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Re: Owning URIs (Was: Yet Another LOD cloud browser)

From: Kingsley Idehen <kidehen@openlinksw.com>
Date: Mon, 18 May 2009 13:38:50 -0400
Message-ID: <4A119D2A.3020202@openlinksw.com>
To: Sherman Monroe <sdmonroe@gmail.com>
CC: Linked Data community <public-lod@w3.org>, semantic-web@w3.org
Sherman Monroe wrote:
> David wrote:
>>     [...] For example, when I search for Microsoft on Google, the
>>     first result not only IS what I want, but also LOOKs like what I
>>     want. I can make the decision to click on it within maybe 1 or 2
>>     seconds. The URL "www.microsoft.com <http://www.microsoft.com>"
>>     in that search result is perhaps the most convincing element, as
>>     I know only *the* Microsoft can possibly own that domain. (This
>>     will be a challenge for any SW search engine, because no-one can
>>     own any URI, and so, seeing a URI alone means pretty much
>>     nothing. That's one of the main differences between URL and URI,
>>     which is usually swept under the rug.) 
> David,
> I agree with Tim that we can build on the HTTP infrastructure to 
> expose the ownership of URIs. To me, ownership of a URI (if it is a 
> HTTP-based URI) means it is owned by the people who control the page 
> at that URI. So for a Wikipedia URL, the owners are the folks that 
> maintain that page.
Think: URI Space or Data Space. Using or minting URIs in the Linked Data 
realm implies the "authority" aspect is functional (which ultimately 
contributes to resolution when de-referencing). A URI is more than its 
constituent literals (which are inherently superficial).
> I also think that owning a URI in the semantic web has about as much 
> value as owning your name in real life. In otherwords, I can't control 
> what statements people make about me in real life. Futhermore, as a 
> person looking for info about a thing, I may not necessarily be 
> interested in what the thing says about itself (e.g. I need 
> description/rating/reviews of a plumber for due diligence purposes). 
> It's valuable in WWW to own a URL because you can control what a 
> person sees when they go to it, but in URI, you can't control what 
> folks see when they browse it's linked data.
Yes, so apropos Tim's comments above:

You have a Name and people "refer to you" by that Name. If they want to 
give you a *handshake* (in person), then they need the address (URL 
aspect of HTTP URI) of the physical embodiment (a negotiated 
representation) associated with your Name.
>     Why can't the semantic web track 'whois' information of domain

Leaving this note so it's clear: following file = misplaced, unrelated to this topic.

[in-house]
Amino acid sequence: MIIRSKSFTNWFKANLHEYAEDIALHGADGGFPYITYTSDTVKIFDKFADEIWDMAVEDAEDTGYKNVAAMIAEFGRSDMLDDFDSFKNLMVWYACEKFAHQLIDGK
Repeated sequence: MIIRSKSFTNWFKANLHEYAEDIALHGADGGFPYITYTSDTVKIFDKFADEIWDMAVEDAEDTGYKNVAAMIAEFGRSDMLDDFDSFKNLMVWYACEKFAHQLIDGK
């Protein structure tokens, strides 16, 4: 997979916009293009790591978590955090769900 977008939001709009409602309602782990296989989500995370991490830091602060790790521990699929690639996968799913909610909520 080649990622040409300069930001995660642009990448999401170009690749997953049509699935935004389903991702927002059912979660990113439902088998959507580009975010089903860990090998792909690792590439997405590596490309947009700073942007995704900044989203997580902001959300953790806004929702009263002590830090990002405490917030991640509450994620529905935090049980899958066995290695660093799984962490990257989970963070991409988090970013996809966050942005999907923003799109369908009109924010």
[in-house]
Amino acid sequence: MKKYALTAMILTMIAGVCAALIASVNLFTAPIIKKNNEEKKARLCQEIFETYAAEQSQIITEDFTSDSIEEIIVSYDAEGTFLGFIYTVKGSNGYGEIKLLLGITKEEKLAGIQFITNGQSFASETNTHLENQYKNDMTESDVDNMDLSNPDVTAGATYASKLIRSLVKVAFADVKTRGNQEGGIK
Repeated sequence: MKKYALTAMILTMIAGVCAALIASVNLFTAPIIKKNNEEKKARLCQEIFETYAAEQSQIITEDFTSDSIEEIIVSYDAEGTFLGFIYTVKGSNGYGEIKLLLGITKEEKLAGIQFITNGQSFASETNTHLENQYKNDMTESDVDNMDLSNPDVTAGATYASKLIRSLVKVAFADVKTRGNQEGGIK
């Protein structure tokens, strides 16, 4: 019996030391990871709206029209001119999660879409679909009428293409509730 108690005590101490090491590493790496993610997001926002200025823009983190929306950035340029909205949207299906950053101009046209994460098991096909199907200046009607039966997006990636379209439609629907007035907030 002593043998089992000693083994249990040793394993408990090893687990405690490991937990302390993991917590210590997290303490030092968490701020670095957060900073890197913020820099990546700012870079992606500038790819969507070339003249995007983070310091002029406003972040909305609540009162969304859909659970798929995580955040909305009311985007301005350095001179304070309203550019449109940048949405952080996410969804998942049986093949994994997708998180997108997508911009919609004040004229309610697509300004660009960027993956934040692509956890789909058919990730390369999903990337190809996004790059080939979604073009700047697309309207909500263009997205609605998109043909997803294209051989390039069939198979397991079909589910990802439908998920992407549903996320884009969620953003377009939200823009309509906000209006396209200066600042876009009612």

>     ownership, and maybe even SLL certificate information, of sites
>     and be aware of the social relationships, and use them
>     intelligently? (perhaps more safely than a human who will be
>     confused by http://www.microsoft.com.1000ripyouoff.crime/ ?) .  
> A very plausible idea. My question is though, which has the most 
> authority, the owner of the URI, or the 'crowd' using it? I tend to 
> think that the most trusted statements come from the folks referencing 
> it (I guess this is the logic behind Google's algorithms).
Who has the most authority over "Sherman Monroe", and why? Who 
determines what manifestation receives the *handshake* from me based on 
the Name: "Sherman Monroe" ? In real life, I will disambiguate using a 
combination of Type and Properties of the Entity Named: "Sherman 
Monroe", so I know I am shaking hands with whom I know to be Named: 
"Sherman Monroe".

>     It is true that the delegation of information within a site is not
>     typically made explicit (though it could be with site metadata).
>      But there is in general a system of ownership of URIs, it seems
>     to me, and it is important on the SW in the social processes by
>     which different groups get to define what different terms mean.  
> Exactly, and HTTP-based authority is definitely belongs in that system 
> of ownership, but as I stated, there is something to be mentioned 
> about 'the crowd' being able to be authorities of URIs also.
Remember your Name, and the fact that it is distinct from your physical 
manifestation (which is also inherently mobile) .

Entity Type and Entity Properties enable us all to Reason about Things 
that have Names in a Linked Data graph. This is also why OWL is 
ultimately important to Linked Data.  My Agent will one day shake your 
Agent's hands instead of us doing it in person, with the same degree of 
accuracy :-)

> -sherman



Kingsley Idehen	      Weblog: http://www.openlinksw.com/blog/~kidehen
President & CEO 
OpenLink Software     Web: http://www.openlinksw.com
Received on Monday, 18 May 2009 17:39:28 UTC

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